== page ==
Millvale town hall meeting addresses lack of Port Authority busing in borough - ShalerJournal.com

Millvale town hall meeting addresses lack of Port Authority busing in borough

Thursday, February 13, 2020 | 1:00 PM


Approximately 30 people gathered Feb. 12 at the Millvale Community Center for a town hall highlighting Port Authority’s long-range plan, fares, digital applications and customer service request processes.

Amy Silbermann, Port Authority planning director, explained the $225 million bus rapid transit – BRT – project.

“This project is really aimed at making transit more reliable and faster in the corridor between downtown Pittsburgh and Oakland and then points beyond,” she said during “Public Transit: A Community Discussion.” The series is ongoing through April.

More than a quarter of Port Authority users ride a bus in or around Oakland, according to Silbermann.

BRT, in partnership with the City of Pittsburgh, Allegheny County and the Urban Redevelopment Authority, aims to develop transit-only lanes on Fifth and Forbes avenues, transit shelters with guest amenities and protected bicycle shelters and racks. Traffic signals, sidewalks and crosswalks will receive upgrades as part of the plan.

It will comprise the following routes: P3, 61A, B and C and 71B, chosen due to rider volume and “places with slow connections to downtown,” Silbermann said.

Port Authority is seeking a federal Small Starts grant to cover $100 million of the program, which is nearing construction.

Attendees asked questions during two Q&A sessions.

“Do you realize you have come to a community that no longer has its own bus service, and what little service we do have is very meager and does not satisfy our needs?” Millvale Councilman Bill Stout asked. “And here you are presenting a $250 million project that’s going to go from Oakland to downtown Pittsburgh. What about Route 28? What about the river communities along the Allegheny? I think we’re just as important.”

Silberman is aware of the problem and explained some of the issues the Port Authority faces.

“Really the goal of that project is about reliability, we actually have too much bus service, and it’s moving really, really slowly in Oakland right now, so what that is not enabling us to do is to give bus service to other communities who may need it and we know that there are other communities who used to have it or who have never had it,” Silbermann replied. BRT is projected to save Port Authority several million dollars annually in operating costs, which may enable the future expansion of routes, she said.

Representing the Etna Pedestrian Alliance, Thomas Hill Jr. presented survey results related to residents’ transit usage. He found that 6.5% of Etna residents take the bus, which runs hourly.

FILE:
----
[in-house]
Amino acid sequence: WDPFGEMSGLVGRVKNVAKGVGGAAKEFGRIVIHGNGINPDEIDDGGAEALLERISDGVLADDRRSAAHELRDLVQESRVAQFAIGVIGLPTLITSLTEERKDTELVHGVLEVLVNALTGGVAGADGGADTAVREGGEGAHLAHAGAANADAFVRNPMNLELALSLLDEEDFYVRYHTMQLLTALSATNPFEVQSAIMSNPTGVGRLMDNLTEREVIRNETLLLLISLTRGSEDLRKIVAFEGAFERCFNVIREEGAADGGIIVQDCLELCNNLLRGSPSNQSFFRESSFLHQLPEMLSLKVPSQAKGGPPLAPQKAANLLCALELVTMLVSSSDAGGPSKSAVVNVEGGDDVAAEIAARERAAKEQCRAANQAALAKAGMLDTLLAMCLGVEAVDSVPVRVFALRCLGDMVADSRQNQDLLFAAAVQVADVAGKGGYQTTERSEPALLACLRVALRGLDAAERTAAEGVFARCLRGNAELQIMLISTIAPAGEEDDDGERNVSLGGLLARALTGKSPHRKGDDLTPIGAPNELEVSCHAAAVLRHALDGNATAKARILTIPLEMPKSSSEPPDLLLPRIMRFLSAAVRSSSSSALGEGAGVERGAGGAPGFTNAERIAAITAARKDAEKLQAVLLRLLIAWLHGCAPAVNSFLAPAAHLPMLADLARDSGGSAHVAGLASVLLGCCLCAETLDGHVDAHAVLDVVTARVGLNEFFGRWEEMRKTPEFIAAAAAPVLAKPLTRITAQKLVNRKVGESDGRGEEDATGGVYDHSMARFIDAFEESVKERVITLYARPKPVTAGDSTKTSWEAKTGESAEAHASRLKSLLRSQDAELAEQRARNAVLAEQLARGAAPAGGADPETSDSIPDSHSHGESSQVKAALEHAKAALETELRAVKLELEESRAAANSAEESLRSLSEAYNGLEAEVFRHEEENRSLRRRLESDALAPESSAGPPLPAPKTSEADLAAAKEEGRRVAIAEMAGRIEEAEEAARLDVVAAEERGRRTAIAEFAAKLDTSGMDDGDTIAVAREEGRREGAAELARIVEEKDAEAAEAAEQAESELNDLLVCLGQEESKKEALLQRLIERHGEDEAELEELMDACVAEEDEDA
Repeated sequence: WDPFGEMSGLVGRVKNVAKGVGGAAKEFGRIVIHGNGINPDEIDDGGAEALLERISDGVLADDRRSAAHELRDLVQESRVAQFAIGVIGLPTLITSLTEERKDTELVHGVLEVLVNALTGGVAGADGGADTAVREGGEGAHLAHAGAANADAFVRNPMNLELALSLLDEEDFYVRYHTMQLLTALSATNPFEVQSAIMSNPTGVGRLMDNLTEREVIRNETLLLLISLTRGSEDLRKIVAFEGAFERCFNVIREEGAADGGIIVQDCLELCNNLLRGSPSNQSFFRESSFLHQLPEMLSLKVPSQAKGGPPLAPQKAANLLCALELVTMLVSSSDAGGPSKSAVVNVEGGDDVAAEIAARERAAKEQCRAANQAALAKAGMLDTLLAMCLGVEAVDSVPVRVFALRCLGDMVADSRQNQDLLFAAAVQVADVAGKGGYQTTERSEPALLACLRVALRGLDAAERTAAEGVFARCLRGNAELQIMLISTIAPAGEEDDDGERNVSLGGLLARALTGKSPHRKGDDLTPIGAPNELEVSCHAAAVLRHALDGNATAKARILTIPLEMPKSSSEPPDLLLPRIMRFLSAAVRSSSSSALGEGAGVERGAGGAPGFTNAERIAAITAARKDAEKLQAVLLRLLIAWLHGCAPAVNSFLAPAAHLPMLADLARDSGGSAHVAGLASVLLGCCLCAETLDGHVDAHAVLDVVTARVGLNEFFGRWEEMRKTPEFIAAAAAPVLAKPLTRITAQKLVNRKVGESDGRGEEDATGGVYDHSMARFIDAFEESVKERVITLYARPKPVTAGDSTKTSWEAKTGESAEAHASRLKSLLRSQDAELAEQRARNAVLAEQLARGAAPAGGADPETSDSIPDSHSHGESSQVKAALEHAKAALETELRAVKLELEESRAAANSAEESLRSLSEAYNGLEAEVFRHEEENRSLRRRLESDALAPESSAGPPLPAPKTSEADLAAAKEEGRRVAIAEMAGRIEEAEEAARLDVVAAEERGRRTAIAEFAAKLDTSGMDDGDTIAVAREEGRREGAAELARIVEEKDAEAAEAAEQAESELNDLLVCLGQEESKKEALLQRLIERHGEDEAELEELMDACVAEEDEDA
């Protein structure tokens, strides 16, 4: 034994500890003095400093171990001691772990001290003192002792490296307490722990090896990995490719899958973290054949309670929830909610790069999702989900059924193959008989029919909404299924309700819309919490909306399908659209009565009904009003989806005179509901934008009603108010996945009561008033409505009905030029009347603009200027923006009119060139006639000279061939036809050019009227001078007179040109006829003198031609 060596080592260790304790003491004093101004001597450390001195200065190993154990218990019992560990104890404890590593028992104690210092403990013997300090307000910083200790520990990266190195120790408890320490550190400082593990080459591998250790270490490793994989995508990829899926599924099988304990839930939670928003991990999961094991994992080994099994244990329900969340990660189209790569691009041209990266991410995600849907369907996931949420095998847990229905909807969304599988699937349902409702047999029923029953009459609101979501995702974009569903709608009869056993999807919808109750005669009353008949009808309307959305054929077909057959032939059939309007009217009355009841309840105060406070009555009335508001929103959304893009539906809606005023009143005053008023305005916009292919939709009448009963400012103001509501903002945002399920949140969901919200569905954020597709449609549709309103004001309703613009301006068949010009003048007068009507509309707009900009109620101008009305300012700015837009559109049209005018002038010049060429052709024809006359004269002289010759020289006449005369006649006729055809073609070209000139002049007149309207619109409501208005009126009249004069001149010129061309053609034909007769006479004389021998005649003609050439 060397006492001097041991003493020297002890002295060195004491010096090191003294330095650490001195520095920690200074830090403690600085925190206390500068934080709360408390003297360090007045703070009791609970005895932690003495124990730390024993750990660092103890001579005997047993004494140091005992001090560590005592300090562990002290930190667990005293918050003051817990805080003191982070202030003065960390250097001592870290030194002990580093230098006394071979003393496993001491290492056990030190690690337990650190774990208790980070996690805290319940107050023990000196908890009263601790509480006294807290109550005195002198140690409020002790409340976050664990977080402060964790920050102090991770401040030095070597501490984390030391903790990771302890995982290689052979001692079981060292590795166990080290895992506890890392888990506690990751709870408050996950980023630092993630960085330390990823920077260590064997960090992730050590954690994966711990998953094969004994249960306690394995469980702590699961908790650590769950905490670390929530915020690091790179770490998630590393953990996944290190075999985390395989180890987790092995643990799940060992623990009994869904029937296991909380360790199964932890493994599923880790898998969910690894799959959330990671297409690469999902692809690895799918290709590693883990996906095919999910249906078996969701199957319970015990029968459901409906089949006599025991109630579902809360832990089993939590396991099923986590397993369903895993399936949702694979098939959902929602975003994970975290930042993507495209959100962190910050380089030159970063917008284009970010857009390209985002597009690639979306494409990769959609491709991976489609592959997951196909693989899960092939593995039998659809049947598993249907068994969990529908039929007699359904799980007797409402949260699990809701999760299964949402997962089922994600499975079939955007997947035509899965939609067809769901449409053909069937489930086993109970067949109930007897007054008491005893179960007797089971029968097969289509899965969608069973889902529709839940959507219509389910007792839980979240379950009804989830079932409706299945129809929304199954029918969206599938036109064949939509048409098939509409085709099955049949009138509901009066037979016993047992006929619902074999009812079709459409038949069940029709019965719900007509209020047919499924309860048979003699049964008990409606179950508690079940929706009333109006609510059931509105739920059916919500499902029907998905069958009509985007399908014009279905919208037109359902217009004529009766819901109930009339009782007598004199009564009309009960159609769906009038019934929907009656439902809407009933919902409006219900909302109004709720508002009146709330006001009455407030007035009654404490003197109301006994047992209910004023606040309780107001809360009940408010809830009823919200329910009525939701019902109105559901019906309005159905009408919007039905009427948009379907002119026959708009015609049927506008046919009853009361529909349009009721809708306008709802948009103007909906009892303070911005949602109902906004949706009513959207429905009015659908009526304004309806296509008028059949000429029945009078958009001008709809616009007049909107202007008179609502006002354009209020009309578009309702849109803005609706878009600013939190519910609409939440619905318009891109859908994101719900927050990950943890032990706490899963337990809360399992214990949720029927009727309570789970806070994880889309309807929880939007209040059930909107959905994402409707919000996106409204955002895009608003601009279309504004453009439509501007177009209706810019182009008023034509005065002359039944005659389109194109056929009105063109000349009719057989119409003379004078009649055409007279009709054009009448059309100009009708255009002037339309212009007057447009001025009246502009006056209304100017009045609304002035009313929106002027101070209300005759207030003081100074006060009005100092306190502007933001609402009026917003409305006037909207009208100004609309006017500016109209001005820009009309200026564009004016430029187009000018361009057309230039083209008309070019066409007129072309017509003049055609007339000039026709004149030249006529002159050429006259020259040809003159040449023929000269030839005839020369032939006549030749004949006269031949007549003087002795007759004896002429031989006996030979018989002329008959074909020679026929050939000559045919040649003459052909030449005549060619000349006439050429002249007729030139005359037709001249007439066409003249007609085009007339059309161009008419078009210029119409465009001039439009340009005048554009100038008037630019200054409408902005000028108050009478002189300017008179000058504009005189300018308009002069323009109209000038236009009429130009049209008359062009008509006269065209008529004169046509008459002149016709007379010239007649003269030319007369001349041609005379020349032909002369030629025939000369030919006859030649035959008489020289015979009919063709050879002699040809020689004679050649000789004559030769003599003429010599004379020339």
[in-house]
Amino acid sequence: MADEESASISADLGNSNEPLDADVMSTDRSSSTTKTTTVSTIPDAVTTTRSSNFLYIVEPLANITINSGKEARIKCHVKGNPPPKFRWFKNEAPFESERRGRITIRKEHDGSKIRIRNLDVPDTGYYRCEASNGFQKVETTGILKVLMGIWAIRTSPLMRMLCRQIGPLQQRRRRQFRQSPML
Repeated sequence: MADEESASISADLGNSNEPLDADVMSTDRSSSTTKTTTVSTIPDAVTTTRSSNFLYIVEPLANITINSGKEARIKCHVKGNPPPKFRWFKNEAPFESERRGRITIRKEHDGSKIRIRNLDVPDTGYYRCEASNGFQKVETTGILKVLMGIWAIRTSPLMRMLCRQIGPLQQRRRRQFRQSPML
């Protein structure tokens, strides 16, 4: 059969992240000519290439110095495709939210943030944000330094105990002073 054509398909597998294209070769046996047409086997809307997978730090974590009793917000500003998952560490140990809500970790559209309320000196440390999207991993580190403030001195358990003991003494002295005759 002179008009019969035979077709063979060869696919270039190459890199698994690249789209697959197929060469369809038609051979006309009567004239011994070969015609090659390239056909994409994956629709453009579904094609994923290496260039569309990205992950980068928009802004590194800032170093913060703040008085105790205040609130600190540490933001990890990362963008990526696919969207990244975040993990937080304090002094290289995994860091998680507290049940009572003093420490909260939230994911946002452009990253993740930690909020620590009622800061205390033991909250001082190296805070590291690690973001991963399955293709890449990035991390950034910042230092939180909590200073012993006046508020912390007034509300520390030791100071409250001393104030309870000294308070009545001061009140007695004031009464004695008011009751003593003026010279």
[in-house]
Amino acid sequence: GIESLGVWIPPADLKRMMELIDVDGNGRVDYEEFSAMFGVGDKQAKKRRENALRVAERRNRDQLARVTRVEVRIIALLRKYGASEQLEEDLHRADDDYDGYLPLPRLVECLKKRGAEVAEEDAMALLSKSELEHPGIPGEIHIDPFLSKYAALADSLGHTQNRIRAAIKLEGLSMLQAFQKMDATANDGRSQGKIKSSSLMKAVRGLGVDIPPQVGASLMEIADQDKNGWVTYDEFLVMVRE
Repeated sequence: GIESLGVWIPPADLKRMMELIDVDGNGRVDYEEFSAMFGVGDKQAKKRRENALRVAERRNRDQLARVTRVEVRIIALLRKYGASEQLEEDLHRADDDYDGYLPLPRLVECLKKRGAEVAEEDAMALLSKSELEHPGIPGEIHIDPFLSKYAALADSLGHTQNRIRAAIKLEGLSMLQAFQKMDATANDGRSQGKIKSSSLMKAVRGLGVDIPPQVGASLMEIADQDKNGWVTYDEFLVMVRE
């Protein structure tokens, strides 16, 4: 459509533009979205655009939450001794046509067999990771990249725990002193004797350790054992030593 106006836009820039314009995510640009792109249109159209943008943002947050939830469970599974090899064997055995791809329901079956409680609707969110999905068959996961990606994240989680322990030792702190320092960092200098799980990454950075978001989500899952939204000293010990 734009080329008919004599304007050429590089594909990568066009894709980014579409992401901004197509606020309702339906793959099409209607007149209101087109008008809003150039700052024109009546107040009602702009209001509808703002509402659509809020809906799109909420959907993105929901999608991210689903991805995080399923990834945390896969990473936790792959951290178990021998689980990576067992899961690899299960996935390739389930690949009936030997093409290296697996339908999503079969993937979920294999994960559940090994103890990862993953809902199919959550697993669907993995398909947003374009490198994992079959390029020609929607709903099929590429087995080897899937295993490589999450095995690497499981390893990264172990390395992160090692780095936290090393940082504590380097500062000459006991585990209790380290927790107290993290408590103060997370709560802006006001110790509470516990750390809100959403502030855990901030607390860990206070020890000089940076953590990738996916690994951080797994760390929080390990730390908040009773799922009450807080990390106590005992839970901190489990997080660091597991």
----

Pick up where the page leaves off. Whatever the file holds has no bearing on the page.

“That number would get a lot higher, I believe, if we had more services. And they’re spending about $1,300 a year on these fares in and out where they need to go. A startling piece of information is residents of Etna spend more than the national average on transportation. We spend 15.3 % of our annual income on transportation — Cars, through the bus system and other modes of transportation. The national average is 13.6%.

We’re not Shadyside; we’re not Squirrel Hill. We don’t have the resources that a lot of other communities do, and for us to get from one spot to the next is 100% an equity issue for us.”

Zaheen Hussain, Millvale sustainability coordinator and New Sun Rising sustainability director, said that residents often ask why there isn’t a bus line crossing the 40th Street Bridge.

“There are emerging job clusters across the river, and we see the 64 come all the way from Homestead, come down 39th street, take a break, and then it goes back up 40th street. And there have been a lot of questions about what it would take to bring it across the 40th Street bridge.”

To send the 64 over the bridge would require the addition of at least two vehicles to maintain the Port Authority’s scheduling frequency, according to Phillip St. Pierre, service development director.

Effective March 15, weekend service will be available between Millvale and downtown via the Strip District on the 2.

“The Initial step is to at least get weekend routing through the Strip and connecting that community, and I have a feeling that we’ll start seeing more requests for the weekday,” St. Pierre said.

State Rep. Sara Innamorato spoke about the importance of bus access to Millvale’s senior citizens.

“They do talk about the lack of service and also safety concerns when it comes to crossing roads like Evergreen, which I know is a state-run road, that’s kind of a Sara problem. … I know a lot of the residents have access, but they would much rather prefer to walk out their front door and catch the bus. So that’s something that comes up time and time again. I am a willing and able partner in that conversation,” she told Port Authority representatives.

Port Authority’s presentation and discussion schedule is posted at: portauthority.org/GetTogether.